Across the country, policymakers are considering ways to protect housing and other critical infrastructure from our changing climate that threatens to disrupt how and where we live. Governor Cuomo has signed legislation to create a net-zero carbon economy by 2050. This ambitious plan will transform New York’s economy and present new opportunities for development in the Empire State.
It is important to consider the impact of a changing climate on the built environment. At our Annual Upstate Housing Conference last month, the New York State Association for Affordable Housing (NYSAFAH) highlighted what the industry is already doing and how it can work with the Cuomo administration to create affordable housing stock that achieves high standards of efficiency and resilience.
While those new standards are among the most ambitious in the nation and can seem imposing to affordable housing professionals, the reality is the affordable housing industry in New York State is already leading the way. Rochester, the host of our annual conference this year, is an example of what is already being accomplished.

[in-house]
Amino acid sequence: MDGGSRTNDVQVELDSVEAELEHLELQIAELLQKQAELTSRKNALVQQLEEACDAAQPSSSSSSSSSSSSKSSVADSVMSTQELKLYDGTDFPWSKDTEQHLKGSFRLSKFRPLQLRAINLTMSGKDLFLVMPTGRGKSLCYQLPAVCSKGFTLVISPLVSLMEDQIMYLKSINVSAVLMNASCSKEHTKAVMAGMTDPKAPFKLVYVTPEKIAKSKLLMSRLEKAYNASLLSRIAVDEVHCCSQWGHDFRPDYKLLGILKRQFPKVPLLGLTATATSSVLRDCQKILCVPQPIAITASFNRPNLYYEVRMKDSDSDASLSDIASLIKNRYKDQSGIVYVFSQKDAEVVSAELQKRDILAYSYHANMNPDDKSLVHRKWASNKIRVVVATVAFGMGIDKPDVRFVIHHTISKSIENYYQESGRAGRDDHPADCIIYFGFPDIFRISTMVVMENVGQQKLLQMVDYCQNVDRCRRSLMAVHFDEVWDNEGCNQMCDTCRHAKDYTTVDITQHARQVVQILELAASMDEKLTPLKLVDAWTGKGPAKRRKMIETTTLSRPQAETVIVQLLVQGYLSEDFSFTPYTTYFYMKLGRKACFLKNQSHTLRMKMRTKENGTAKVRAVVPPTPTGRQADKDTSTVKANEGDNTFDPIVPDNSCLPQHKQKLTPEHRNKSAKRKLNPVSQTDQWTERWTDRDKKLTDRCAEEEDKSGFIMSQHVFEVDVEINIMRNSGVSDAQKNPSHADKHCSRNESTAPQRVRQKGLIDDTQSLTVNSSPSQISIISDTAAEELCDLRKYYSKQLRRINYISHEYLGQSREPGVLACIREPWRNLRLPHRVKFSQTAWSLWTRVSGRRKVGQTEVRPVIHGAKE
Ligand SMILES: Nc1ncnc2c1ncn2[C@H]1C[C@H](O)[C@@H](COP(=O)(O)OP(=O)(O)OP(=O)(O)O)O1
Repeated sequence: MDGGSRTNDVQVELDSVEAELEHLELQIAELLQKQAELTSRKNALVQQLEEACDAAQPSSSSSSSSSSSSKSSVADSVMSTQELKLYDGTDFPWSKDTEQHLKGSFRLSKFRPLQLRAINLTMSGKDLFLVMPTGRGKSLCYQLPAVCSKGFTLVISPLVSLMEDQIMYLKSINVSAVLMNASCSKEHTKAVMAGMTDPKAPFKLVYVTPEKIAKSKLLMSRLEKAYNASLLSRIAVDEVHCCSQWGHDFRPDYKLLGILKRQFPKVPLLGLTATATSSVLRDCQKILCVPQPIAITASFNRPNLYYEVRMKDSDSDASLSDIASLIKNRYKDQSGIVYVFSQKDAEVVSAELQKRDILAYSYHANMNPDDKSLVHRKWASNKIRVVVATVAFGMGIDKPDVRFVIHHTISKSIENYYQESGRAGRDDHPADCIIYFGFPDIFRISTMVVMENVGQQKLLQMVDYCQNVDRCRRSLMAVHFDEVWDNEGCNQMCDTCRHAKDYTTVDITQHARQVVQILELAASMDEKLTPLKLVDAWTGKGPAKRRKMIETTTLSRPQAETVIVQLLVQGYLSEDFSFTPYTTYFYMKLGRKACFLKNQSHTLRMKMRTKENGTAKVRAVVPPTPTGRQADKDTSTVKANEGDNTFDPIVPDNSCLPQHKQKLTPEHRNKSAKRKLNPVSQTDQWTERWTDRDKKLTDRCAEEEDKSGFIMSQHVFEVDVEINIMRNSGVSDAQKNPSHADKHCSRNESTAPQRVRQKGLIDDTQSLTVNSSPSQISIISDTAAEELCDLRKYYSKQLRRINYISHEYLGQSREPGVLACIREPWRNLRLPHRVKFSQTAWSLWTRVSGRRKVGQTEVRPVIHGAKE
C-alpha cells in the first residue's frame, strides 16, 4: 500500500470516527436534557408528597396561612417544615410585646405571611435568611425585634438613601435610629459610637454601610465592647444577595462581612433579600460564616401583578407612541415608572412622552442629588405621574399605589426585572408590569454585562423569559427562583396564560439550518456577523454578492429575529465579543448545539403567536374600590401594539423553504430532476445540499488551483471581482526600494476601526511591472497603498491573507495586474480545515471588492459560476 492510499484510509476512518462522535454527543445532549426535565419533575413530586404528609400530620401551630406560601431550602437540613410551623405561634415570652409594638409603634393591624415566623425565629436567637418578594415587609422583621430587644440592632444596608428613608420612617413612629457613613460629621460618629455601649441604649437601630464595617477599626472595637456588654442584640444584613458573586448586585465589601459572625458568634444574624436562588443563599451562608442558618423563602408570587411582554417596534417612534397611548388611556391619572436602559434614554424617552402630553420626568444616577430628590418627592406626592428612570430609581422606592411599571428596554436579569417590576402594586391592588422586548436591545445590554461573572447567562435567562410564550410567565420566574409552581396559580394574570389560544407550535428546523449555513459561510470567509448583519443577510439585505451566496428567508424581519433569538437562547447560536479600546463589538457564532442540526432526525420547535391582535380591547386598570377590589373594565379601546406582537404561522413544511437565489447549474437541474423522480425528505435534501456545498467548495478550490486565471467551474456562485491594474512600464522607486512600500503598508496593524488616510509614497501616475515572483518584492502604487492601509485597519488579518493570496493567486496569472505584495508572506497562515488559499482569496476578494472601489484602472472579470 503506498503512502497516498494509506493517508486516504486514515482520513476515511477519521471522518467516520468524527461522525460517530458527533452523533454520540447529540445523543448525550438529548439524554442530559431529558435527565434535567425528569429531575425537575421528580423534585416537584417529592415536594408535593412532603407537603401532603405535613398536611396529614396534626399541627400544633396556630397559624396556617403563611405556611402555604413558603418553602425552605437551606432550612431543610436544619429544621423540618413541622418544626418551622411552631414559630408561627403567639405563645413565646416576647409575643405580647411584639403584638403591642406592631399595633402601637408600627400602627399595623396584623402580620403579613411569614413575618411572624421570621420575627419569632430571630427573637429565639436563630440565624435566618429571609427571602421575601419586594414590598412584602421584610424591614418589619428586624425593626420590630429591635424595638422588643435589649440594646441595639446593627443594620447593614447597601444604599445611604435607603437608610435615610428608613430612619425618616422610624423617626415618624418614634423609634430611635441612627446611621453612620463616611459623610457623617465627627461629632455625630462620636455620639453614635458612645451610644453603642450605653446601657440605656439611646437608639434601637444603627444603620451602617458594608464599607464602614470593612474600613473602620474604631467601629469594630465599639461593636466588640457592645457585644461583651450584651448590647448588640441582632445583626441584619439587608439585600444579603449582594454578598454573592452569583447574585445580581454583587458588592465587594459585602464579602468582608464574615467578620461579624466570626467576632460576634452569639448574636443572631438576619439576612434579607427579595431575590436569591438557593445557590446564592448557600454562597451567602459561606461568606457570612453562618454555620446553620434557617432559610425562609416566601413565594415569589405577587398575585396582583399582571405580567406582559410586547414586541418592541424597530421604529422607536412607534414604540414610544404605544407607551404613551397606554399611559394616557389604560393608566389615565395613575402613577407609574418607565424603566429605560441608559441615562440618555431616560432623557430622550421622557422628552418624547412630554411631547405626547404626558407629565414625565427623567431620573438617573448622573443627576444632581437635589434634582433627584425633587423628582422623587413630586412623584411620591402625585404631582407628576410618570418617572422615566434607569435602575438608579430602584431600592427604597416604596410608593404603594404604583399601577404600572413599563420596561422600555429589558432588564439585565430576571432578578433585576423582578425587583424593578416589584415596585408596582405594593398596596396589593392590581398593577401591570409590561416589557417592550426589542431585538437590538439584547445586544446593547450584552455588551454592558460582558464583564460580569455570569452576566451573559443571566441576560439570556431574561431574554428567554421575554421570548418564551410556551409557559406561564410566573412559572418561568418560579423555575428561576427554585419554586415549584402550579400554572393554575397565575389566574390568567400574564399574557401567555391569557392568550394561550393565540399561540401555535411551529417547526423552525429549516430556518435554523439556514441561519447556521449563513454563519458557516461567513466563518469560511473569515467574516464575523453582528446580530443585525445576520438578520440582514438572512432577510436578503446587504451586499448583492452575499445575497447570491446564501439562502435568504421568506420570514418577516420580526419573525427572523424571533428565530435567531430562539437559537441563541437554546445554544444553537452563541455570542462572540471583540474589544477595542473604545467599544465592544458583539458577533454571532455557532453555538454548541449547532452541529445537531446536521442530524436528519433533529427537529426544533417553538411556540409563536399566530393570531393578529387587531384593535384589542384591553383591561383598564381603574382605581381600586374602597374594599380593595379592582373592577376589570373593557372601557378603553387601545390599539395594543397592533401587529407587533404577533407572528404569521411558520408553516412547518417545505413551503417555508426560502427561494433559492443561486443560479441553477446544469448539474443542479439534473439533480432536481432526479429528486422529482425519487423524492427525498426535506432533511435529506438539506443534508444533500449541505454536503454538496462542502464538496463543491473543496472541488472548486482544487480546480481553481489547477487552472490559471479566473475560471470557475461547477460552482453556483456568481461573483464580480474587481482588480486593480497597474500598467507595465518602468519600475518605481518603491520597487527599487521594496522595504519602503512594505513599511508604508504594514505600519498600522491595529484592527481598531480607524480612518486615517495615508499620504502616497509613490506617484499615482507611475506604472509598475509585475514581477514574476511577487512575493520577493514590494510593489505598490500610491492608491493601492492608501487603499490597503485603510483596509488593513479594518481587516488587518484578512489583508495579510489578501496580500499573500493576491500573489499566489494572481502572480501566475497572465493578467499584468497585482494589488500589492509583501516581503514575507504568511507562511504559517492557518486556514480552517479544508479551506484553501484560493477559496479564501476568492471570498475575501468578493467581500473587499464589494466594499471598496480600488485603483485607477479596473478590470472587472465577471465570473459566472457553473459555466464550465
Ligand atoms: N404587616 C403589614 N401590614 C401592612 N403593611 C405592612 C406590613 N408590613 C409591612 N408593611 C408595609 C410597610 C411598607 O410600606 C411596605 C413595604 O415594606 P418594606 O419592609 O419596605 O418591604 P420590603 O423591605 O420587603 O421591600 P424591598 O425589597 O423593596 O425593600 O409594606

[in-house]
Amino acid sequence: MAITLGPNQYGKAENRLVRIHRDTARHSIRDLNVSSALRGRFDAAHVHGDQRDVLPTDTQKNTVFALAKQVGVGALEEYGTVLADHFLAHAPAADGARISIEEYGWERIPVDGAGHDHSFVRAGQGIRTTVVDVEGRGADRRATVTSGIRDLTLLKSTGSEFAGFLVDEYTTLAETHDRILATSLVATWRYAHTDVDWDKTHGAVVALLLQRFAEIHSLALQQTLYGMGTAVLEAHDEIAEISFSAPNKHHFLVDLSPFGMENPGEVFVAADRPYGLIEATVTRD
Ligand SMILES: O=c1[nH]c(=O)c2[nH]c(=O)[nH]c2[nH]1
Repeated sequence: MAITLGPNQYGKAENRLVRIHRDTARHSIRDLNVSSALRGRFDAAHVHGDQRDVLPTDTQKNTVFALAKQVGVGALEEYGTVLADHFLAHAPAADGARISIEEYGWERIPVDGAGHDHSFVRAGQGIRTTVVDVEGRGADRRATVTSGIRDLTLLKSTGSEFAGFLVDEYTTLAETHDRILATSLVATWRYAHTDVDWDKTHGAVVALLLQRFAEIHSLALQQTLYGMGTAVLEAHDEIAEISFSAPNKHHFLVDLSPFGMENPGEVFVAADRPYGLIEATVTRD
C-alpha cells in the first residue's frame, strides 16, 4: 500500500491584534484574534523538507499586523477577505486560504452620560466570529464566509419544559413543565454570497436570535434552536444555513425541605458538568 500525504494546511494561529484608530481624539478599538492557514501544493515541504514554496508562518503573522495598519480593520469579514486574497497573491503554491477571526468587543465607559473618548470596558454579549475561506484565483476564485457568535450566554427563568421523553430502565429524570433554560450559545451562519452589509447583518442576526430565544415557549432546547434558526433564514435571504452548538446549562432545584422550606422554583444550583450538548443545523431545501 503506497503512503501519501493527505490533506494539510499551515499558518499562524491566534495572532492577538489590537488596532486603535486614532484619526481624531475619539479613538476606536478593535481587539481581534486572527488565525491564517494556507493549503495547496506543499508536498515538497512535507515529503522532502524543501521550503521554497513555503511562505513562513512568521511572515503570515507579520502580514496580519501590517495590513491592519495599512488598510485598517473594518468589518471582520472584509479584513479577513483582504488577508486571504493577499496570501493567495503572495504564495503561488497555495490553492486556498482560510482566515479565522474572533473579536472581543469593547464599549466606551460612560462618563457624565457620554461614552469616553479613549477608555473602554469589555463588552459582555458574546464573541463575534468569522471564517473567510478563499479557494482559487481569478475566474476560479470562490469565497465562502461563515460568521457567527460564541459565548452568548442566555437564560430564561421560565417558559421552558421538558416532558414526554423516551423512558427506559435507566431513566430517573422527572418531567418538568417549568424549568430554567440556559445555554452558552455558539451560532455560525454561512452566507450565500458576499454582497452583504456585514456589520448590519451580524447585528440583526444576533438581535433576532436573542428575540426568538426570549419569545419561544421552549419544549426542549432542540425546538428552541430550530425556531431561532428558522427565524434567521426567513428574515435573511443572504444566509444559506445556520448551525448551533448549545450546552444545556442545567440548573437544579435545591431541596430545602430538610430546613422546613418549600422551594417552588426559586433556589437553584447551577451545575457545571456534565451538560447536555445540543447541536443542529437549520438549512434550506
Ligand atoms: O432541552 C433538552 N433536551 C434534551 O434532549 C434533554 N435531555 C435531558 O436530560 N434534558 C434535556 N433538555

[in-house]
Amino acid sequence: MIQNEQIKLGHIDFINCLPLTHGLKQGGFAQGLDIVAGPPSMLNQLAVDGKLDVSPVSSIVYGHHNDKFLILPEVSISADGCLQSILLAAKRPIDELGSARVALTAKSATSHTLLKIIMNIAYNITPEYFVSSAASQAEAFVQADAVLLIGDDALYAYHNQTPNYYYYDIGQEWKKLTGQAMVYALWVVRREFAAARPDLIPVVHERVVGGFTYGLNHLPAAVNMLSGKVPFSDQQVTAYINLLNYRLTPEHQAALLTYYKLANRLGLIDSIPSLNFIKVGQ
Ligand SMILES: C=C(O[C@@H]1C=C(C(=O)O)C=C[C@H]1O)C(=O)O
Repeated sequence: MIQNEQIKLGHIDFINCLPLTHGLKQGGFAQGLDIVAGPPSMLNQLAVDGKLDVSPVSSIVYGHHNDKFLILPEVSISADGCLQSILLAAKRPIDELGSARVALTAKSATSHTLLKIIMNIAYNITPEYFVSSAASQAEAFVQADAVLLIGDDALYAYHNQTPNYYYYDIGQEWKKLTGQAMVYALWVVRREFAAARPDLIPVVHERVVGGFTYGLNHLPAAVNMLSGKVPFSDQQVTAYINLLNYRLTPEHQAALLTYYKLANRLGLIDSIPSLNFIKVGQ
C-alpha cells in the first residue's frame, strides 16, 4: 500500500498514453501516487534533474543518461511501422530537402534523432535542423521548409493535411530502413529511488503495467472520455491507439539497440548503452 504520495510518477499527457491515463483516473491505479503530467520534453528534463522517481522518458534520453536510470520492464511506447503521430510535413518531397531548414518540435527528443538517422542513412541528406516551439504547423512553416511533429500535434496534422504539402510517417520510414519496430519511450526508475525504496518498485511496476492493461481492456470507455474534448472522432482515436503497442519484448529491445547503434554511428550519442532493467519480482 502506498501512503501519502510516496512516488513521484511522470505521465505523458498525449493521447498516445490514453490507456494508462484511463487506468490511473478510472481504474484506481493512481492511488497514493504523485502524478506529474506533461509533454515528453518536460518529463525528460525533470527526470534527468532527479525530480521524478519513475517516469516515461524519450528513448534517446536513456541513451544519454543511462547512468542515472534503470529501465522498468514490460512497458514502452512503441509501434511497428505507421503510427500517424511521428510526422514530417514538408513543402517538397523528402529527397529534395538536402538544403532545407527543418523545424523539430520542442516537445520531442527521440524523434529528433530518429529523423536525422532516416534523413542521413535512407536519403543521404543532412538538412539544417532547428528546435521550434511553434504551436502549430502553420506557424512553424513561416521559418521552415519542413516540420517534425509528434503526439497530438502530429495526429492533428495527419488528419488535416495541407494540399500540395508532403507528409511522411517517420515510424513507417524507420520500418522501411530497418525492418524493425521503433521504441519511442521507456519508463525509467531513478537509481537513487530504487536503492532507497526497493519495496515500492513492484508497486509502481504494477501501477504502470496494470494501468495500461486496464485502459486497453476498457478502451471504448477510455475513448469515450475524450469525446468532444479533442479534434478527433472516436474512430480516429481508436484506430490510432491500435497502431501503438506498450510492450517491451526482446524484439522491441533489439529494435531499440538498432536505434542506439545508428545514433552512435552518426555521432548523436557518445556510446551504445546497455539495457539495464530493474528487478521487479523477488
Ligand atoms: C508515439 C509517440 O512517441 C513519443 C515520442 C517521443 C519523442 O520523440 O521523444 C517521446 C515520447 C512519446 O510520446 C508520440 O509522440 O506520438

Consider the City’s Sustainable Homes Rochester initiative, which offers financial assistance to residents who use energy efficient products. This creative use of city funds is helping to reduce emissions. The Rochester development community is also playing an important role at projects like the Long Pond Senior Housing development, where water and energy consumption has been made more efficient for 54 low-income senior households.
Similar projects and initiatives are underway not only in Rochester but across New York State. Our industry stands ready to replicate these efforts and improve upon them by working with policymakers and other key stakeholders to make New York a national leader in combatting climate change and providing safe and affordable homes to hardworking families.
This collaborative spirit will help deliver the affordable housing outcomes that New Yorkers need and deserve.